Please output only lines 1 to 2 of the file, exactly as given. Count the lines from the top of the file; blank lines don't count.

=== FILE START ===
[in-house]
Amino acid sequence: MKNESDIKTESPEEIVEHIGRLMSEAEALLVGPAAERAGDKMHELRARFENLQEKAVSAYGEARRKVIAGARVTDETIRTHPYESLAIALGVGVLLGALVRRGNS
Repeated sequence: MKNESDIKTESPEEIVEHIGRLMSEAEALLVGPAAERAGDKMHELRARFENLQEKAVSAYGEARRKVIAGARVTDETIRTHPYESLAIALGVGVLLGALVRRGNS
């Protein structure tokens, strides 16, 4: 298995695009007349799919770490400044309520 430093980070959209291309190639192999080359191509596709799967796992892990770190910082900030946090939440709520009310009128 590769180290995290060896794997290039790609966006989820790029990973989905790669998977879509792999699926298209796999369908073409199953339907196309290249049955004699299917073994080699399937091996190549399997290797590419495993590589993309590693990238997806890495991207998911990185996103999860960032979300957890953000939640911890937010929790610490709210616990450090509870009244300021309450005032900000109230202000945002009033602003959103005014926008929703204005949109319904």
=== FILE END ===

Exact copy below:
[in-house]
Amino acid sequence: MKNESDIKTESPEEIVEHIGRLMSEAEALLVGPAAERAGDKMHELRARFENLQEKAVSAYGEARRKVIAGARVTDETIRTHPYESLAIALGVGVLLGALVRRGNS